The event was live streamed and the video is available here. We were joined by our partners, the National Center for Family Literacy, and will be working with them over the coming months to deepen our family and community engagement efforts with Together for Tomorrow.

Brenda Girton-Mitchell is director of the Center for Faith-based and Neighborhood Partnerships at the U.S. Department of Education

A New Family Engagement Partnership with the National Center for Family Literacy

Brenda Girton-Mitchell, director of the Center for Faith-based and Neighborhood Partnerships

Brenda Girton-Mitchell, director of the Center for Faith-based and Neighborhood Partnerships, announces the new partnership at the NCFL national conference

“Read to your child.”

“Help them with their homework.”

“Make sure they get a good night sleep.”

“And what else?…”

A parent is a child’s first and most important teacher, but our approaches to family engagement often fall short of recognizing the full potential of partnerships between schools and families. The challenges we face in education require that we go beyond these basic messages on family engagement – moving from communication to collaboration among schools and families.

This is why the U.S. Department of Education is working to develop better frameworks for family engagement, and why teacher-family collaboration is a component of RESPECT , our blueprint for elevating and transforming the teaching profession. We are also renewing our Together for Tomorrow initiative with an expanded emphasis on family partnerships to propel school improvement and produce better outcomes for students.

In support of these efforts, we are pleased to announce a new partnership with the National Center for Family Literacy (NCFL) to advance family engagement in education across the country.  NCFL brings to this work more than 20 years of experience providing tools and resources for educators and parents to create lifelong learning opportunities for the entire family.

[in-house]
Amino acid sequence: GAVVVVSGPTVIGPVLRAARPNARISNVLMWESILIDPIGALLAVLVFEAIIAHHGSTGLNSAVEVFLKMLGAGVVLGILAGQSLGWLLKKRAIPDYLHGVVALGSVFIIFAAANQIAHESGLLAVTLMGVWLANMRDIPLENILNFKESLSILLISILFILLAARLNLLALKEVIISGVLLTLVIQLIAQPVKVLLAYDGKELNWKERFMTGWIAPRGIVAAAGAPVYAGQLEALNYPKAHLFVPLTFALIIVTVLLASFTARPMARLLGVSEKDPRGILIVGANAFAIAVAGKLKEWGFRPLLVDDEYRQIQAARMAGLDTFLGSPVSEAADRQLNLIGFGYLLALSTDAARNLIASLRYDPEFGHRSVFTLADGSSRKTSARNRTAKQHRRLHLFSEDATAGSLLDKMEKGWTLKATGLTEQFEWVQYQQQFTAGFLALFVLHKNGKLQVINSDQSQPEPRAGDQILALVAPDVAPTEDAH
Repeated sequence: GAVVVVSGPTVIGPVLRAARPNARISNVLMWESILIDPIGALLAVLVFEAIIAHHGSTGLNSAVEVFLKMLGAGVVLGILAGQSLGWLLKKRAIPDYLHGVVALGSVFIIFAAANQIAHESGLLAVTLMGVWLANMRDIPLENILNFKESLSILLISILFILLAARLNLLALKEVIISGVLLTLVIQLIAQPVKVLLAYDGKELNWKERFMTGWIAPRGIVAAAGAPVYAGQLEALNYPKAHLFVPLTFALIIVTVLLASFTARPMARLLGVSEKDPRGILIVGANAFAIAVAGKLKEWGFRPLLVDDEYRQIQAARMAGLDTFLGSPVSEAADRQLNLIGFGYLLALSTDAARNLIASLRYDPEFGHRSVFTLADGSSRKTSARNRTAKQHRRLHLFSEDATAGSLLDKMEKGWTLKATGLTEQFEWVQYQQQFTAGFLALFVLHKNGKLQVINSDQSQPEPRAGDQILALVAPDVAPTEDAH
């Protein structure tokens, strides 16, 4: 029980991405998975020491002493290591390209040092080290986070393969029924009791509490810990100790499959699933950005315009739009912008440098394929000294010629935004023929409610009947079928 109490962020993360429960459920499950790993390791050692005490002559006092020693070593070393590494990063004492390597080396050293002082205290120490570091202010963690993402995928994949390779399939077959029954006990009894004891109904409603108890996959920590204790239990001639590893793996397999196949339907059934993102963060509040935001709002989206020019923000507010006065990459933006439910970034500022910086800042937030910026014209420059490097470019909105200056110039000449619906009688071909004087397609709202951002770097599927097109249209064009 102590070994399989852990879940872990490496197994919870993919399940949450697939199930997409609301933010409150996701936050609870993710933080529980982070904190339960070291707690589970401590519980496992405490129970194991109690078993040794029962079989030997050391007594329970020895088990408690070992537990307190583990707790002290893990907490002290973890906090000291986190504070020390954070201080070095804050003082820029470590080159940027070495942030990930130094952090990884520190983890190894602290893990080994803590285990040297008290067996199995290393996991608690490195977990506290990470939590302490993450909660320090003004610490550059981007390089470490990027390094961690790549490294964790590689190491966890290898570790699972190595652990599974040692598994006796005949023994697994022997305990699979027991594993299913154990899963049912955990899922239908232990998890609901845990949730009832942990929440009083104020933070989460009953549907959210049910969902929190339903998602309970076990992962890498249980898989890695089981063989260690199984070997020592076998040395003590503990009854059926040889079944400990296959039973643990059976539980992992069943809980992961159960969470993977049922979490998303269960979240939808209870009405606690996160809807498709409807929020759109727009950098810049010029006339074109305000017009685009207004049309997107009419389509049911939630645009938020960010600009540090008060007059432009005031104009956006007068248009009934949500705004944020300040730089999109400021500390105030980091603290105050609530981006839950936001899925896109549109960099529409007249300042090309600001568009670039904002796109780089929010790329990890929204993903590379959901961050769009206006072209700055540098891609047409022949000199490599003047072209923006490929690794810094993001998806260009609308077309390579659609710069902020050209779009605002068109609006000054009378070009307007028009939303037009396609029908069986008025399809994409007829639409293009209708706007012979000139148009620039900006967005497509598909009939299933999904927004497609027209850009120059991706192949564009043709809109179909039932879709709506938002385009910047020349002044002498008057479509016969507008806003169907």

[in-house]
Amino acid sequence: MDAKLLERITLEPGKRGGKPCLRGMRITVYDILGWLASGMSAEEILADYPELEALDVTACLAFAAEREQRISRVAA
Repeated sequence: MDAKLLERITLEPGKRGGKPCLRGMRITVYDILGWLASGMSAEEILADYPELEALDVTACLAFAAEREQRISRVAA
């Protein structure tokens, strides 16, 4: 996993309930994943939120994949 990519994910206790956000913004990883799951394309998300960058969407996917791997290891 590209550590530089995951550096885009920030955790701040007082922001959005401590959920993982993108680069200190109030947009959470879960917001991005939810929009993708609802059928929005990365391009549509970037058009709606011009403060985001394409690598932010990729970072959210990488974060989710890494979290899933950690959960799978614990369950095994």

Through the partnership, the Department and NCFL will jointly develop and implement strategies to raise the awareness and understanding of effective family and community engagement in education.  This will emphasize how teachers and families can better collaborate to improve student engagement and learning. We will work together to:

  • Convene community discussions on family engagement with educators, families and community leaders across the country.
  • Identify and compile promising practices and program examples for effective family engagement in education, so schools can employ leading practices that work.
  • Gather feedback on family engagement frameworks from educators, parents, advocates, and others in the education community.
  • Develop and disseminate resource materials to support family and community engagement in education. An example includes NCFL’s Wonderopolis, an online learning community that engages classrooms and families in the wonder of discovery.

We are eager to move this essential work forward, beginning with Together for Tomorrow community conversations in locations across the country.  These will spotlight promising practices and examples of school-family partnerships, and gather feedback to shape the Department’s family engagement efforts.

We also want to hear how your family-school partnerships are boosting student engagement and academic achievement.  Please email us your promising practices and program examples to edpartners@ed.gov

Michael Robbins is senior advisor for nonprofit partnerships at the U.S. Department of Education

Community Partnerships for the Digital Learning Revolution

I wasn’t surprised to learn that my hometown of Huntsville, Alabama –The Rocket City – has launched one of the largest school district transitions to digital learning in the nation. I recently visited Huntsville to learn from their experience, and my conversations there reinforced for me that community and family partnerships are essential for the success of digital learning. We have unprecedented investment in education technology, but we don’t yet have the corresponding developments in partnerships to help transitions to digital learning succeed.

Boy with tablet deviceCommunity partnerships are key to realizing a digital learning revolution that is more than trading textbooks for tablets. This is an inflection point in education – a critical opportunity to transform how schools, parents, and community-based organizations collaborate to ignite student curiosity and engagement in learning.